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Human Genome News Archive Edition
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Vol.10, No.3-4   October 1999 

In this issue...

Available in PDF

DOE '99 Oakland Highlights

Genome Project

In the News 

Microbial Genomics

Ethical, Legal, and Social Issues


Web, Other Resources, Publications


Meeting Calendars & Acronyms

  • Genome and Biotech Meeting 
  • Training Courses and Workshops 
  • Acronyms

HGN archives and subscriptions

Human Genome Project Information home

ELSI and Informatics

Education and Counseling Foundation Established

The newly established Foundation for Genetic Education and Counseling will develop and promote genetic literacy about complex human diseases for the general public and healthcare professionals. The first educational programs will target individuals affected by or at risk for schizophrenia or bipolar disorder, and genetic counseling services will be developed for those who have participated in genetic-research protocols.

Ann Pulver (Johns Hopkins School of Medicine) is foundation president, and initial funding is from Genset, a French biotechnology company engaged in human genome analysis.

Daily operations of the foundation are the responsibility of Joseph McInerney, a longtime grantee of the DOE Human Genome Program and former director of the Biological Sciences Curriculum Study (BSCS) in Colorado Springs, Colorado. Roger Bybee succeeded McInerney as BSCS director. [Contact: McInerney, 410/955-0455, joemcinerney@genetic-medicine.org]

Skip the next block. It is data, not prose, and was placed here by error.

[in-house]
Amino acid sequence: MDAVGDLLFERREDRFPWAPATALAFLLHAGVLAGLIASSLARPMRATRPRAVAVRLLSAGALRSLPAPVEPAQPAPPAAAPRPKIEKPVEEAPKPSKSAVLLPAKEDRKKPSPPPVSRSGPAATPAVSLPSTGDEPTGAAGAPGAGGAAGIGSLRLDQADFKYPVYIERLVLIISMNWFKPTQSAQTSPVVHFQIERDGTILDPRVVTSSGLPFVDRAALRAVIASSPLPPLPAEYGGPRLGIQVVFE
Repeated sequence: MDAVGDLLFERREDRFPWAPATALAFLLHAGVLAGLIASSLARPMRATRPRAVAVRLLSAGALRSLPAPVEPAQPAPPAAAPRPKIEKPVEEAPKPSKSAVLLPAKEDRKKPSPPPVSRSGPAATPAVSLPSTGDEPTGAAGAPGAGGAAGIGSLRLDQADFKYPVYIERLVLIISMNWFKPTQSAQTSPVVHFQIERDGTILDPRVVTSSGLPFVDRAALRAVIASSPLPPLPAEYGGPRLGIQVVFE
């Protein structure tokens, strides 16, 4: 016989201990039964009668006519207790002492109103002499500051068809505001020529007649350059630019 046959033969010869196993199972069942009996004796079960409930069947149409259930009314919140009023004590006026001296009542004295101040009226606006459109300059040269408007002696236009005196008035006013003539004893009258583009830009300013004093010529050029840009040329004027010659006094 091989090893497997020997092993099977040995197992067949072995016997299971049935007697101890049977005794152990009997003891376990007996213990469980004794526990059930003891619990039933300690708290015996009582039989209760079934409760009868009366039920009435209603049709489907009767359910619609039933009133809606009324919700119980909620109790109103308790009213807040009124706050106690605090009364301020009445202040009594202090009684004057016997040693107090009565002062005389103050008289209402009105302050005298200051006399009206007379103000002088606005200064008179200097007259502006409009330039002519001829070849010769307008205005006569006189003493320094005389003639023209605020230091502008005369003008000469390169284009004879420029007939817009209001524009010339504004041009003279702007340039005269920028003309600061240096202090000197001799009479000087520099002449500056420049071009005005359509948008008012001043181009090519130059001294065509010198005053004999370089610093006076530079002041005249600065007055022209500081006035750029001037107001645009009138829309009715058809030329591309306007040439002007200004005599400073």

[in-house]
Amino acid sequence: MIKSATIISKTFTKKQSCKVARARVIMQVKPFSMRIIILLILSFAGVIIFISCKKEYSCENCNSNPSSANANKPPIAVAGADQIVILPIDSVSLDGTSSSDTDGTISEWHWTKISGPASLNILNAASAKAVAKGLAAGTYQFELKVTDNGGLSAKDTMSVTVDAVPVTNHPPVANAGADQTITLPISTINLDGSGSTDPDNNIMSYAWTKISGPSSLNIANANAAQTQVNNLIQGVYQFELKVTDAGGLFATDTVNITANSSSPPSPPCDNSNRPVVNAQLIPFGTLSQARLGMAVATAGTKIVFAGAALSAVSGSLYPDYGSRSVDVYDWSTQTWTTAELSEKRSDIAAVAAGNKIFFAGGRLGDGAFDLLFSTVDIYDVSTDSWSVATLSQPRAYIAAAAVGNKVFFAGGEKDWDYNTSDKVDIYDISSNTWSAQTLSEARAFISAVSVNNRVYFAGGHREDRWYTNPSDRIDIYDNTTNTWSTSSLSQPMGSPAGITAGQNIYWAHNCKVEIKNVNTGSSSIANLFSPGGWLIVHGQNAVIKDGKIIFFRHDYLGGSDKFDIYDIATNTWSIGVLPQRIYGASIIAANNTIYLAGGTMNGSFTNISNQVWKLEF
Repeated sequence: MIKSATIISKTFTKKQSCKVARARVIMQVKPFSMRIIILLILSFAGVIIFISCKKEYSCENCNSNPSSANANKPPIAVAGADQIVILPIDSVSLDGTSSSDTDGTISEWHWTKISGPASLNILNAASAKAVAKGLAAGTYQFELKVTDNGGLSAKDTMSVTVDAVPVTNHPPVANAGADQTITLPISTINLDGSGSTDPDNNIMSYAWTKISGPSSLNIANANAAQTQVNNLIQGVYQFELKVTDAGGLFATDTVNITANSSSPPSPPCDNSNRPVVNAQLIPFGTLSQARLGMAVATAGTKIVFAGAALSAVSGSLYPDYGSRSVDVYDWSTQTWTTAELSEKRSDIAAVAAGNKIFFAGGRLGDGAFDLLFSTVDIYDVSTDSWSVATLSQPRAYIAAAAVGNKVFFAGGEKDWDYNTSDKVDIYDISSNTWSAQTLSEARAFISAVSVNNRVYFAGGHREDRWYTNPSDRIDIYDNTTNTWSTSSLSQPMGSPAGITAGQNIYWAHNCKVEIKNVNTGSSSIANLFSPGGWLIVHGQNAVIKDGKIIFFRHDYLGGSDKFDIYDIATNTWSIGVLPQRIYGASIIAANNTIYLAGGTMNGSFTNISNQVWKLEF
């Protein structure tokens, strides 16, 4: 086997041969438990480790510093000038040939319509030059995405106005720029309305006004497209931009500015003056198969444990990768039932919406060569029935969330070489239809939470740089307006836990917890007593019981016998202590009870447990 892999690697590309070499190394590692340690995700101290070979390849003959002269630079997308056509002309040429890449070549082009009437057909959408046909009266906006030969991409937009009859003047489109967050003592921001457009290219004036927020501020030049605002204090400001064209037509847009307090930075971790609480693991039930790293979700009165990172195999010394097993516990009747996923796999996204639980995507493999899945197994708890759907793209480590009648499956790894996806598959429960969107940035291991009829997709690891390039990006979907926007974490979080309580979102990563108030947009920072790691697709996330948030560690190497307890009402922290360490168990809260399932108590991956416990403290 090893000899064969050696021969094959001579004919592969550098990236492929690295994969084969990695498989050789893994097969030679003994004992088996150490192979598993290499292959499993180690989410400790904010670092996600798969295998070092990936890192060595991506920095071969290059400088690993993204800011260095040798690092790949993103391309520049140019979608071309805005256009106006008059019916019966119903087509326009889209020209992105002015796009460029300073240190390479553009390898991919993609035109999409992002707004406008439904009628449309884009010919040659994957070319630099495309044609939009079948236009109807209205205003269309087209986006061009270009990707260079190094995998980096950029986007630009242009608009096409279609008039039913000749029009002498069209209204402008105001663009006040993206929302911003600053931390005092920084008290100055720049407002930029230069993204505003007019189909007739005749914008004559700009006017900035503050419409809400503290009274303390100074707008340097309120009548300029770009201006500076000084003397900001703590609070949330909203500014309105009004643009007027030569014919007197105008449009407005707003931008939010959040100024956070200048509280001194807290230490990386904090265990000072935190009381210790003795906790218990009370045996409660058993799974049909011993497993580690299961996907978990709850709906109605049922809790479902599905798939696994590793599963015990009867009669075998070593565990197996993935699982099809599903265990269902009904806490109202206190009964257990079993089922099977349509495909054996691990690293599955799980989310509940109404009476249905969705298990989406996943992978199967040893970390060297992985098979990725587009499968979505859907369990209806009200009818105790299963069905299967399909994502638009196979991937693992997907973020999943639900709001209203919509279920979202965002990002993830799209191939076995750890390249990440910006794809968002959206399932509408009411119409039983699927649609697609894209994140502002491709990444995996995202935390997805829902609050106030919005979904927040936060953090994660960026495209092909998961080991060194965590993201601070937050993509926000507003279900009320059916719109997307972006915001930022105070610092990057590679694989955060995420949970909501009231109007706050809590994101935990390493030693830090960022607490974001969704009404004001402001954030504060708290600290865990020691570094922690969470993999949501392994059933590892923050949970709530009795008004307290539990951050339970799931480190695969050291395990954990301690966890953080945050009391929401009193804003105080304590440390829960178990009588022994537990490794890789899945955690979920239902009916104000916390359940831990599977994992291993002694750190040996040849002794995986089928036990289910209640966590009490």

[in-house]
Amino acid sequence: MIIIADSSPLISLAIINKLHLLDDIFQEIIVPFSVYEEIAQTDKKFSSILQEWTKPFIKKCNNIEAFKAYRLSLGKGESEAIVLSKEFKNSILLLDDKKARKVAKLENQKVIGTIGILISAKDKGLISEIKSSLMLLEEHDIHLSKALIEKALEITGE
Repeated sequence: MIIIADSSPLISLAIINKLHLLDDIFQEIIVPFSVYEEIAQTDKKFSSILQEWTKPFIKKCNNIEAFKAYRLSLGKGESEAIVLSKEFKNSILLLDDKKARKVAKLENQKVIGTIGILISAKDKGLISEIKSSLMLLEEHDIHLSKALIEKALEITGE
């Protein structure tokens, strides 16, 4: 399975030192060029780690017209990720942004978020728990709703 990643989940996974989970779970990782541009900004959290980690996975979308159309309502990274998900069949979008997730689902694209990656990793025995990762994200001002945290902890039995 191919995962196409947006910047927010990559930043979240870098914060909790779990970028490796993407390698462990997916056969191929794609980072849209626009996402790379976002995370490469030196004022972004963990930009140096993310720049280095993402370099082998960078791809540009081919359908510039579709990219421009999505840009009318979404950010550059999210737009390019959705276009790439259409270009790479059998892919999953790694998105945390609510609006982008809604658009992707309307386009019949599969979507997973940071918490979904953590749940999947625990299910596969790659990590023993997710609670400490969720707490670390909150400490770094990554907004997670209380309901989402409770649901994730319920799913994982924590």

ELSI Studies

The following two research studies, supported by the Ethical, Legal, and Social Issues component of the DOE Human Genome Program, are available on the Web.

Report on Family Attitudes
Pathways and Barriers to Genetic Testing and Screening: Molecular Genetics Meets the High-Risk Family (1997), Troy Duster (University of California, Berkeley) and Diane Beeson (California State University, Hayward). Now available to the public, the study's major finding was that all high-risk families, regardless of their cultural backgrounds, adapt genetic information they are given to fit the divergent values and priorities of family life. Sickle cell disease, cystic fibrosis, and thalassemia were chosen for investigation because they are found primarily in different ethnic and racial groups. To obtain a copy of the report, contact Janice Tanigawa; Institute for the Study of Social Change; 2420 Bowditch St.; University of California; Berkeley, CA 94720 (510/642-0813, Fax: -8674).

Trottier Report on Web
Public Sector Genetic Services in Florida and Georgia: Current Status and Potential Issues Raised by the Human Genome Project (1996), Ralph Trottier (Morehouse University) and Lee Crandall (University of Illinois, Champagne). Now on the Web, the study explores the effects of changing science and technology on public genetic services in two states [url no longer available].

ELSI Retrospective

DOE ELSI Program Emphasizes Education, Privacy: A Retrospective (1990-99), Daniel Drell of DOE and Anne Adamson of HGMIS. This comprehensive review of research projects funded by the ELSI component of the DOE Human Genome Program is available in print and on the Web (www.ornl.gov/hgmis/elsi/elsi.html#products). The retrospective discusses goals and provides such specifics as resource availability, Web sites, and contacts. It is accompanied by a list of products generated by DOE ELSI projects for the same period. For a print copy, contact Human Genome Management Information System (HGMIS), Oak Ridge National Laboratory, 1060 Commerce Park, MS 6480, Oak Ridge, TN 37830.

The electronic form of the newsletter may be cited in the following style:
Human Genome Program, U.S. Department of Energy, Human Genome News (v10n3-4).

Human Genome Project 1990–2003

The Human Genome Project (HGP) was an international 13-year effort, 1990 to 2003. Primary goals were to discover the complete set of human genes and make them accessible for further biological study, and determine the complete sequence of DNA bases in the human genome. See Timeline for more HGP history.

Human Genome News

Published from 1989 until 2002, this newsletter facilitated HGP communication, helped prevent duplication of research effort, and informed persons interested in genome research.